Funding continues for Center for Nanostructures Graphene where research takes place on the nano scale, and new and surprising facts about the laws of physics come to light.
Maxwell’s theory of electrodynamics is currently being challenged by researchers at DTU. At the Center for Nanostructured Graphene (CNG), researchers are gaining a deeper understanding of nanotechnology in line with technological advancements, and this basic research is now ensured through to 2022 thanks to funding from The Danish National Research Foundation.
The pioneering work seeks to explore the universe’s smallest elements and the meeting between classical electrodynamics and quantum physics. Søren-Peter Olesen, Director of The Danish National Research Foundation, fully expects the centre to continue delivering research of a high international calibre.
“In its first five years, the CNG has proven capable of establishing a basic research centre that can deliver the goods—and it has ambitious plans for the immediate future. For this reason, funding has been extended for a further four years. Being Denmark’s leading nanotechnology research centre simply is not enough—the centre must be capable of competing on the global stage. This is a clear criterion for receiving the funding, which can otherwise be spent as the centre best sees fit,” says Søren-Peter Olesen.
Thus, over the next few years, researchers from CNG have the opportunity to further challenge the theories regarding the nature of the universe at molecular and atomic level.
Centre Director Antti-Pekka Jauho, who is also a professor at DTU Nanotech, is naturally delighted.
“Over the next four years, we will be able to stack different 2D structures on top of each other to build completely new materials. The idea is the brainchild of 2010 Nobel Prize Laureates Andre Geim and Kostya Novoselov, but we have our own tricks and expertise, so I’m sure we will come up with some original systems.”
A very special material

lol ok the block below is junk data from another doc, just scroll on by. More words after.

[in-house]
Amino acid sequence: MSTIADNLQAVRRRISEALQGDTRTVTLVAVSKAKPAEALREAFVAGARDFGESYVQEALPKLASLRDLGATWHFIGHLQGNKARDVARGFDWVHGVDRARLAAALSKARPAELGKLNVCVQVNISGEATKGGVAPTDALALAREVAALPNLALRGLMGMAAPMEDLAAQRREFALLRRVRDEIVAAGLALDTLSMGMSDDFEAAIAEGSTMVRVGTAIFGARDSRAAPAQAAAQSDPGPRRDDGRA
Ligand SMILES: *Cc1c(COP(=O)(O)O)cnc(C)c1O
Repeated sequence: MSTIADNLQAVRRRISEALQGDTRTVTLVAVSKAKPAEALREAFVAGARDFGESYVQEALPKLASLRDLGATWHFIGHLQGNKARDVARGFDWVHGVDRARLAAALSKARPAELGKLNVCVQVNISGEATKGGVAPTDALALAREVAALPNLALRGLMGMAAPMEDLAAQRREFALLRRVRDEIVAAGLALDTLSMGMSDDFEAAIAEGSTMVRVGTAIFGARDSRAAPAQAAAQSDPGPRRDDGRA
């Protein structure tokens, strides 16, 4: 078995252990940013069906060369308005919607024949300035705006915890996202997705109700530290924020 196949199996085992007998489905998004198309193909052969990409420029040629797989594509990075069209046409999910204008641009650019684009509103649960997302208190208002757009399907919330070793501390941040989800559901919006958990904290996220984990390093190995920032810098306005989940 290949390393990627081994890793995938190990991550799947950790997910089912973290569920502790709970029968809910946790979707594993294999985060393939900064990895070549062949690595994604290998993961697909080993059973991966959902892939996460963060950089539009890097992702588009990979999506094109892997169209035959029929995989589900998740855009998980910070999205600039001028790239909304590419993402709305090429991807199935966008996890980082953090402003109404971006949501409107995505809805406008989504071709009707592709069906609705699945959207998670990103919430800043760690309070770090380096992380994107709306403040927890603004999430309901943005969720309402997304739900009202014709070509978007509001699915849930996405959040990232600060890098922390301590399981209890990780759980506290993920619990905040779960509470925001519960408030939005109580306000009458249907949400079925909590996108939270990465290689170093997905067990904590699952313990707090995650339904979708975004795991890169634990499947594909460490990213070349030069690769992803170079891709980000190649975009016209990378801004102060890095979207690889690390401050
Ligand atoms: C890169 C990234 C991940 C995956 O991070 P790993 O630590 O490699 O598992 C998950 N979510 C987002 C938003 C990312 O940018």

CNG has brought together researchers from different disciplines to explore the myriad possibilities of graphene, which consists of carbon atoms bound together in a layer only a single atom thick. Graphene consists entirely of carbon atoms in a hexagonal lattice, giving the material some unique properties. For example, it is stronger than steel and a better electrical conductor than copper.
Despite being only an atom thick, it turns out that graphene can absorb up to 50 per cent of light at specific frequencies. However, such high absorption requires careful nanostructuring.
Most recently, researchers have demonstrated that graphene can also absorb light near the infrared spectrum if the flakes of nanostructured graphene can be rendered sufficiently small—i.e. approximately 10 nanometres in diameter. As well as possibly paving the way for a completely new range of optical structures and integrated optical circuits for telecommunications, this new knowledge also breaks with the previous understanding of graphene, light refraction, and the importance of size.
There is much evidence to suggest that understanding the structures’ optical properties will require more than classical insight. Once again, new research challenges the laws of physics, offering a new understanding of the structure of the universe at nano level. This kind of realisation is rarely coincidental.
Professor N. Asger Mortensen, who is affiliated with CNG, conducts research into the light’s interaction with nanostructures. For the past five years he has studied how graphene absorbs light.
“My initial interest was sparked when it became clear that graphene—which is only a single atom thick—could create shade, or absorb two per cent of the light. This was an entirely new discovery,” explains N. Asger Mortensen. The kind of discovery and curiosity that drives basic research. As early as 2014, N. Asger Mortensen succeeded in amending Maxwell’s more than 150-year-old equations and his use of Ohm’s law to describe electrodynamics in metallic nanostructures.
“We’re talking about corrections to classic electrodynamics, including some of the quantum mechanical effects that invariably come to light when dealing with ever smaller structures,” says N. Asger Mortensen.
Holes in the theory
Antti-Pekka Jauho points to the importance of a research centre being able to attract the best minds.
“The minute graphene discs are made by our own polymer chemists, whose existence and competences N. Asger Mortensen would have been unaware of without CNG. And the polymer chemists wouldn’t have known that their techniques could be used to nanostructure the graphene if I hadn’t asked them to join CNG back in 2010,” says Antti-Pekka Jauho.
With graphene discs measuring 18 nanometres in diameter, the material is thus able to absorb light close to the infra-red spectrum, but the experiments have also brought new challenges to the theoretical understanding—the classic descriptions can only partially explain the observed resonant frequencies. According to Antti-Pekka Jauho, it is this kind of discovery that drives further basic research.